One of the most prominent figures in Hardy’sThe Return of the Nativeis not a human character, but the physical landmark- Egdon Heath. The heath's central role is obvious from the beginning. The novel opens with an extensive description of the heath at dusk. Hardy begins by saying: “A Saturday afternoon in November was approaching the time of twilight, and the vast tract of unenclosed wild known as Egdon Heath embrowned itself moment by moment” (Hardy 3). Even though the main story focuses on the relationships between Eustacia Vye, Clym Yeobright, Wildeve and Thomasin, the heath is the central figure. Many of the events occur on or around Egdon Heath, and equally as important- all of the characters have their own special relationship with the heath.
When first reading Return of the Native, it is hard to miss the fact that this heath is such an important part of the book. But, for many, the question sometimes remains: what is a heath? What does a heath look like? Hardy does an award-winning job at extensively describing Egdon heath for his readers. He even brings the heath alive: “The sombre stretch of rounds and hollows seemed to rise and meet the evening gloom in pure sympathy, the heath exhaling darkness as rapidly as the heavens precipitated it” (3-4). However, this extensive description and detail is so specific that it is hard to really understand what a heath simply is unless one already has knowledge of heaths. Simply put, a heath by definition is “A tract of open and uncultivated land; wasteland overgrown with shrubs” (www.dictionary.com). The Dorset Heathland website describes heathland as usually being “open areas with few trees, and heather and gorse are usually the main vegetation.” Currently, the heathland in England is being threatened by many modern factors in today’s world. Thus, there are several organizations that are trying to combat these threats and protect the remaining heathlands. One of these heathlands currently under protection is that of Puddletown and Black Heaths about 4 miles outside of Dorchester in Dorset. These two heaths surround Thomas Hardy’s cottage and were the inspiration for Egdon Heath.
Interestingly enough, heathland is not as natural as it may seem. Most heathland was created about 4000 years ago by the actions of humans- hence they are actually man-made. The original native woodlands were cleared so that the residents could farm and live in the area. Much of the soil in these cleared lands tend to be very sandy and full of poor nutrients. Because of this, plants like heather and gorse came to dominate the area. The heathland was important to its human inhabitants for thousands of years. It was often used for grazing cattle and ponies that were raised; and the heather turfs and gorse were commonly used for fuel. Flints and other tools have been found on heathlands in the Dorset areas, as well as other heathlands around England. These are prehistoric proof that human civilizations were present in the area thousands of years ago.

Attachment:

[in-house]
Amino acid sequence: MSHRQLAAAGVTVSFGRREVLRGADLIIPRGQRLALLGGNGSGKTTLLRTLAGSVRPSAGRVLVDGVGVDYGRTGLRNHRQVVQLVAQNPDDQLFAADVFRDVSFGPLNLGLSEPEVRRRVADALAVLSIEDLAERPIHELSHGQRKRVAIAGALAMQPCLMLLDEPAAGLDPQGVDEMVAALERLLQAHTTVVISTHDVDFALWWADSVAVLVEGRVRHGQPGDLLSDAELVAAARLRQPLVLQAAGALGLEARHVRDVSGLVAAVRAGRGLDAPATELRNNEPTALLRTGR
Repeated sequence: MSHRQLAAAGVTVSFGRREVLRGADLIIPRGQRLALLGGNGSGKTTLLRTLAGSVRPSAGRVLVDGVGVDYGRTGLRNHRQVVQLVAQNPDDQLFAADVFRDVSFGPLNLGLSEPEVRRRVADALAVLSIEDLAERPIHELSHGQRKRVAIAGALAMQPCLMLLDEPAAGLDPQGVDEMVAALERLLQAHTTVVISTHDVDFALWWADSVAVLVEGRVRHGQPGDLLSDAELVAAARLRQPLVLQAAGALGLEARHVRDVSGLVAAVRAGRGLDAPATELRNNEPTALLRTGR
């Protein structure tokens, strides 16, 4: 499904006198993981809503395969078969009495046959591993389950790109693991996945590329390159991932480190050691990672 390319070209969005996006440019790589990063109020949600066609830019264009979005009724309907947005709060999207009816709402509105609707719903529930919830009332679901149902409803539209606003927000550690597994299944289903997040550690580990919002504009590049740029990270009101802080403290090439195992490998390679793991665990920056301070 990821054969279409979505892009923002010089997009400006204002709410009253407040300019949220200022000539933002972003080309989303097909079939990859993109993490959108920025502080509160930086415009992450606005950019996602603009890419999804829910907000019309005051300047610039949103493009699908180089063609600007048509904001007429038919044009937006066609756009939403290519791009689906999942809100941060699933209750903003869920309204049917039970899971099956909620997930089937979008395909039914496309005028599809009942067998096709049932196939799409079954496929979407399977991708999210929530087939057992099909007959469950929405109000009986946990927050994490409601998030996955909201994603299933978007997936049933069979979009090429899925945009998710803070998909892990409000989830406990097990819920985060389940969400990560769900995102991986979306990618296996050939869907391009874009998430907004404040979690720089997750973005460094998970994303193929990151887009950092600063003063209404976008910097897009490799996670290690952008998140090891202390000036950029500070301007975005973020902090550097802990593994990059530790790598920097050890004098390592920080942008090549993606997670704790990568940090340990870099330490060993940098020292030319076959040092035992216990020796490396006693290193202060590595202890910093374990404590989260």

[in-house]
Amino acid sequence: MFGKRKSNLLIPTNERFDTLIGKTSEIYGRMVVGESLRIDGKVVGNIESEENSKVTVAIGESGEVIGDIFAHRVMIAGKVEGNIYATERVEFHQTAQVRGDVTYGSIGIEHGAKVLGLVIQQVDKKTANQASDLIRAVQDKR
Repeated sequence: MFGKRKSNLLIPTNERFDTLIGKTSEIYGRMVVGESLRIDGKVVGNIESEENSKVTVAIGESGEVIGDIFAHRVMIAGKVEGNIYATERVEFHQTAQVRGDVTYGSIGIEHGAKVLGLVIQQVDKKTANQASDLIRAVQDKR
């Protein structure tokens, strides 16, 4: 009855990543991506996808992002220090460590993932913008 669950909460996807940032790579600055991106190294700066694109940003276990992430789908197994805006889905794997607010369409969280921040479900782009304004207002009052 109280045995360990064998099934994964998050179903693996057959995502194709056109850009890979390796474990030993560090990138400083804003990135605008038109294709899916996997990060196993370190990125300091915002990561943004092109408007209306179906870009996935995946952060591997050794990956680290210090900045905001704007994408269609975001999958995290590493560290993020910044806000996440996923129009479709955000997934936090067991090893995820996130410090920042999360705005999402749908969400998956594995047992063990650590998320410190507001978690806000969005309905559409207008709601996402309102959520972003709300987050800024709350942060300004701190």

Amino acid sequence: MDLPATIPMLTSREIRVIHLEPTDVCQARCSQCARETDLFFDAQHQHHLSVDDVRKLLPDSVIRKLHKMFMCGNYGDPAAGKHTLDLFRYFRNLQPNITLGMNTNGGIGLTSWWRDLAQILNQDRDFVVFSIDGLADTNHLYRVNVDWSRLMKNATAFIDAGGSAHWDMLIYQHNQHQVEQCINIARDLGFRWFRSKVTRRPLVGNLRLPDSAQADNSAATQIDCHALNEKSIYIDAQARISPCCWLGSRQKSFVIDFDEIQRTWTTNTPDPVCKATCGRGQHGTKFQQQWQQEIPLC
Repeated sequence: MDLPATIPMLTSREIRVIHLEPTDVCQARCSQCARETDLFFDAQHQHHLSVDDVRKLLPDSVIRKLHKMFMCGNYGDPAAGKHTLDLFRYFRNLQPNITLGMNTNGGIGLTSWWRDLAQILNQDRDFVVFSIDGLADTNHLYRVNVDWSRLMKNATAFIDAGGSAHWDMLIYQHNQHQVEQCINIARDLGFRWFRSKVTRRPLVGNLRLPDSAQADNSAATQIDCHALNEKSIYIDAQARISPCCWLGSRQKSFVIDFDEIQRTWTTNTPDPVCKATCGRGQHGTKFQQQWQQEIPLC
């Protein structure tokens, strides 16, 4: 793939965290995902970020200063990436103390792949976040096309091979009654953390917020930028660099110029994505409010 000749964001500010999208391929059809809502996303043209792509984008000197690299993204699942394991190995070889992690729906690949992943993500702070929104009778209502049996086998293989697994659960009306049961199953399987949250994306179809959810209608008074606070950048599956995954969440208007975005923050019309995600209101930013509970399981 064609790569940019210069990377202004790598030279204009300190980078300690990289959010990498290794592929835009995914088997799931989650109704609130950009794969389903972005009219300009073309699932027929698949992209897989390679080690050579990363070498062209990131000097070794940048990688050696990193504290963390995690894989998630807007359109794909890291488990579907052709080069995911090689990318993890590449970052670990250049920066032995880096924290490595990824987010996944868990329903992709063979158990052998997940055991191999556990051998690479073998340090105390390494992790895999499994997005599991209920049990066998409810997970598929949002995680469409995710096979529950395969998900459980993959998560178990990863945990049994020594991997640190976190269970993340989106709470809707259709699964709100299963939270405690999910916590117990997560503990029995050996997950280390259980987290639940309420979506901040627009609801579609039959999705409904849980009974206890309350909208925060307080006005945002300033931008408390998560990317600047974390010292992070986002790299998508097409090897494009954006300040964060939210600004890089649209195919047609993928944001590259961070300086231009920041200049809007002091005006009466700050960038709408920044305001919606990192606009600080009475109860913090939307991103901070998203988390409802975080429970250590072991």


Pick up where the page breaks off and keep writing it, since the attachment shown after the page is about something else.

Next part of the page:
Today, much of the soil found on the heathlands are either sandy or full of gravel and lack nutrients because of the primitive farming techniques. The poor ways of farming were unable to prevent the leaching of nutrients from the soil. Eventually crops in these places failed and the land was abandoned- leaving it perfect for the growth of the heath plants known so well today. Some of the plants that are commonly found on a heath are: Ling, Bell Heather, Gorse (Common, Dwarf, Western), Tormentil, Milkwort, Bedstraw, Slender St. John’s Wort, Dodder (parasite twining over gorse and heather), Bracken, Bilberry (Whortleberry), Silver Birch, Rowan, Aspen and Scots Pine. Some of these plants are rare and are only found on the heathlands. Along with a unique group of plants, there are several birds and animals that are extremely unique to the heathlands and are being threatened by the loss of heathland. Some of the rare birds and animals are the Dartford Warbler, Sand Lizard, Smooth Snake and the Natterjack Toad.
Unfortunately, seventy percent of heathland has been lost since 1830 due to agriculture, forestry, industry, housing and neglect. It seems that Hardy knew at the turn of the nineteenth century that the heath was already being threatened by the growth of industry and agriculture in the area. In his first chapter he says, “Civilization was its enemy” (The Return of the Native 5). It is oxymoronic to think that mankind is threatening something man-made, like the heathland. Some of the current threats to heathland are: 1. Little or no grazing is taking place in order to stop the spread of Birch and Scots Pine scrub. 2. Recreational use is leading to erosion, 3. Fires killing animals and cause the development of a degraded habitat that is dominated by Bracken and Gorse. These fires also mean that the heather is burnt before woody clumps, favored by sand lizards, can be formed.
To help with the conservation of heathland in the United Kingdom, the Wildlife and Countryside Act of 1981 was passed which allowed for a large amount of lowland heathland to be notified as SSSI. Other groups, like Action for Heaths and Operation Heathland, some of the heathland in the UK are being reclaimed and protected from the looming threats. Some of the plans in action today hope to restore the heathland by performing scrub clearance and an introduction of groups to help ensure that the habitat continues to improve. Along with the desire to protect the unique flora and fauna of the heathlands, these reclamation programs hope to maintain these habitats for the rare birds and animals that rely on the heathland. Without the heathland these animals are unable to survive. Thus, it is important to care about the welfare of the heathlands and ensure that modern threats do not destroy the heaths of the United Kingdom.
© Copyright Clare Keating & Katie Hickey 2007